Broodingly austere, Palais Jamais is the fascinating outcome of citrus, jasmine, and green tea with a solid mossy-herbal base. This is a very bitter fragrance, and I have seen it aptly described as “intellectual”. Certainly, this is not a warm ingratiating scent, it has a very different character: chilly, restrained, and perhaps not immediately accessible at first encounter. But do not dismiss it: in due course, Palais Jamais turns out to be very rewarding, almost soothing, delivering a fresh and uplifting green bitterness as addictive as it is completely unique. Quite formal and without much development, Palais Jamais exudes confidence and calm dignity. Very interesting, easily wearable. and one of the best Etros.
My review is based on a vintage EDT bottle of this. Incredible, unique opening of oak moss (great, earthy, stale), vetiver, herbaceous notes, tobacco, a light leather note, dense and humid floral notes (the typical "masculine" ones, like lavender and carnation), a genius tea note providing a beautiful thin fruity aroma, then a nuance of licorice, which I also smell in Etro Vetiver. A real triumph of natural mysticism, hard to describe but easy to love, powerful and deep, "rural" somehow but incredibly charming and refined it its woody silkiness. There is also a slightly salty-animalic base note which adds ambiguous and dark sensuality to an already decadent and elegant carnal scent – a concoction which effortlessly manages to appear Oriental, exotic, savage and mysterious but at the same time, amazingly sophisticated, gentle, "European" in its austere, aristocratic meaning. The notes themselves may appear common, but this scent is truly unique, enigmatic, elusive, dense – to sum up and give you a "rough figure", however, a mossy-woody-tobacco Oriental blend with resins, flowers (as I said, the typical fougère ones), and an aromatic fog comprising nuances of leather and licorice. A bit linear and quite long-lasting, so be sure to try it before wearing it – otherwise you may get bored after a while. To me, an incredible gem totally worth at least a try (one of those scents which truly smell "niche" to me... you need gallons of today's niche stuff to reach such a creative zenith!).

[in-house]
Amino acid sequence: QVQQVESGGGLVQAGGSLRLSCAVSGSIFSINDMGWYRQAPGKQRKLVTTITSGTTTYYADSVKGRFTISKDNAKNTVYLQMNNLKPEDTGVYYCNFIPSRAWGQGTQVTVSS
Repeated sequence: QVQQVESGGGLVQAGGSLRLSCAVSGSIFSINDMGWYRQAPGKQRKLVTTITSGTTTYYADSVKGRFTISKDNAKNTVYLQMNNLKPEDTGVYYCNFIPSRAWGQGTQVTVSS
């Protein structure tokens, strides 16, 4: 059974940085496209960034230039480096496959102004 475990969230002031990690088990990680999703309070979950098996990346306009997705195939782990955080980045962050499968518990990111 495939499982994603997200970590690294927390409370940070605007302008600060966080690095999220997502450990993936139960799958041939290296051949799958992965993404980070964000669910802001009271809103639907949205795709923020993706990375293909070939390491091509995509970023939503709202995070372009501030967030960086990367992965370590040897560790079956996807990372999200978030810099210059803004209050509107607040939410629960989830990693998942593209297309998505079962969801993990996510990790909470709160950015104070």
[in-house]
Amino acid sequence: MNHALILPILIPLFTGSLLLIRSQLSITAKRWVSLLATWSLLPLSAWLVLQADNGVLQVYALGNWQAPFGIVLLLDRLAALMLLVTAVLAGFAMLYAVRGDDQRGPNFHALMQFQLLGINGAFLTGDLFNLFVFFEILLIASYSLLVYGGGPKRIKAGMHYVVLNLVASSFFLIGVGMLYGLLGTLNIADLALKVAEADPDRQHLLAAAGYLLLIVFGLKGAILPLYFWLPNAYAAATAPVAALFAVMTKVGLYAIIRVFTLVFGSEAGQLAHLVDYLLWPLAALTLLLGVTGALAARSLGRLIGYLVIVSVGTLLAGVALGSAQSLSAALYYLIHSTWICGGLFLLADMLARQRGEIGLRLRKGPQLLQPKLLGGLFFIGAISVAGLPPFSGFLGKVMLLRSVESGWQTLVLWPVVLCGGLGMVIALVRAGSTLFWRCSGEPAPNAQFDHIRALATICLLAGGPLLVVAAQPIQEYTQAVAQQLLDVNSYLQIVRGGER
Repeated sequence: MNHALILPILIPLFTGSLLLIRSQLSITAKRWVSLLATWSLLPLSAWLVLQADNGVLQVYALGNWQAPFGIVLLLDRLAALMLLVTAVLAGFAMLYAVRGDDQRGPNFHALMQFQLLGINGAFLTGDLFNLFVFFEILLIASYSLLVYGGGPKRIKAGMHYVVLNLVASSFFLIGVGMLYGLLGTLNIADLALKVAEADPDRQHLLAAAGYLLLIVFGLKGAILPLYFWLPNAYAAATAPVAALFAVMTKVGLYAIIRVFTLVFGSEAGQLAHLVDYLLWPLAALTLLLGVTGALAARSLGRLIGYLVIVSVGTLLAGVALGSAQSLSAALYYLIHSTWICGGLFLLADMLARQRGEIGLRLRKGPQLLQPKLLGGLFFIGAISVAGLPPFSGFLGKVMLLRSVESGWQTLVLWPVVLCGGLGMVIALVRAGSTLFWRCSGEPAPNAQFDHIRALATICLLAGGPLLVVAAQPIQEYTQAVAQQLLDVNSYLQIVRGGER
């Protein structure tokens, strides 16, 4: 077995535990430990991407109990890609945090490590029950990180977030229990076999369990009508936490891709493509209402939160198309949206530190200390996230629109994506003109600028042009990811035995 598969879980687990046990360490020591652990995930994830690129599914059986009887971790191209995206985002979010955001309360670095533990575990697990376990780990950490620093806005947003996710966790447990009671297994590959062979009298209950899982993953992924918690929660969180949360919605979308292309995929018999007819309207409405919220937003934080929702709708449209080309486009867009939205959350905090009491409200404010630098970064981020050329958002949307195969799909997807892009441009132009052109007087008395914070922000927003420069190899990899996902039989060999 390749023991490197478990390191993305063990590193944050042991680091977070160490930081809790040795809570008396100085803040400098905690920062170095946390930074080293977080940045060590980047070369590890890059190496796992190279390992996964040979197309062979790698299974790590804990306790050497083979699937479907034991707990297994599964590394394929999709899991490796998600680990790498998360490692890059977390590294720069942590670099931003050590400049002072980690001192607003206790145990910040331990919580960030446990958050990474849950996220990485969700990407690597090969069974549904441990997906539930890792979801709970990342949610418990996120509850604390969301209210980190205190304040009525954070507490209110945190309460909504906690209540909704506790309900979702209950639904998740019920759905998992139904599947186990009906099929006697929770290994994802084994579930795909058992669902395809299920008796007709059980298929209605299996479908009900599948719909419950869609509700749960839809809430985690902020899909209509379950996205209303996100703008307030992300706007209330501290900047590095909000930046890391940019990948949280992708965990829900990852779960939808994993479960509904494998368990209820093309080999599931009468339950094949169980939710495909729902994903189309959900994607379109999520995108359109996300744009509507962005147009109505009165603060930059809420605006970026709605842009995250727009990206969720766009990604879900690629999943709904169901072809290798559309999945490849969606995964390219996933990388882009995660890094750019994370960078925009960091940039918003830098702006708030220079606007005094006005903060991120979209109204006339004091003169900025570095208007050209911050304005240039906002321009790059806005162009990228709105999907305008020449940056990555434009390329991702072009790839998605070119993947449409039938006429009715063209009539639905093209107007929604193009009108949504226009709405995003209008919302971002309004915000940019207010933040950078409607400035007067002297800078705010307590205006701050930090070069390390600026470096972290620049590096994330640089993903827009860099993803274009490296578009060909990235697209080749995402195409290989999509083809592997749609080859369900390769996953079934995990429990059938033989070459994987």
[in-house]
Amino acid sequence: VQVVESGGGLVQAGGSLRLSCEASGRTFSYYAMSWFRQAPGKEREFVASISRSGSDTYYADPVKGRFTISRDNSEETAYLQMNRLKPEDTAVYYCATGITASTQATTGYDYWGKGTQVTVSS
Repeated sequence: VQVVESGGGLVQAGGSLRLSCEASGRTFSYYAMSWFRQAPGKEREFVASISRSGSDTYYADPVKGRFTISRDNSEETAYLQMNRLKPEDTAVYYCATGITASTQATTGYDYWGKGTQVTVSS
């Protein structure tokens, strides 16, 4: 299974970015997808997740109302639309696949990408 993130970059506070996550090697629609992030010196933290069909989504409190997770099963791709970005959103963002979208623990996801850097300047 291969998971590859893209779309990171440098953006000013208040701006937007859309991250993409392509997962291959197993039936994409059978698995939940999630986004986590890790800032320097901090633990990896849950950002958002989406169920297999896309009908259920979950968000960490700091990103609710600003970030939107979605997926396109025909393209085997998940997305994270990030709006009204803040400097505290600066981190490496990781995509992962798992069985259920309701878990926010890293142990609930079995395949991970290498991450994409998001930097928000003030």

If you like Yatagan or Parfum d'Habit, try Palais Jamais. It's of the same testosterone-drenched wood and leather clan, though it does manage to walk its own path.
While Yatagan and Parfum d'Habit lean heavily on conifer notes, Palais Jamais surrounds its leather with a veil of smoke. The other two are very much rugged, outdoor scents, not too far removed from the forest. Palais Jamais is more urbane: a shot of whiskey and a Cuban cigar enjoyed in a leather chair. Except for its brief, citrus sweetened opening salvo, this is a dry, and I mean bone-dry scent. Even the green notes at the heart are crisp and desiccated.
Interestingly for something so aggressively masculine, my wife smelled it on me and pronounced emphatically that it was NOT sexy. Too much of the stuffy men's club, as opposed to the caveman vibe? Beats me. If you are looking for a mucho macho leather scent with a strong dose of smoke, I suggest a test of Ayala Moriel's brilliant Rebellius. Now that's sexy!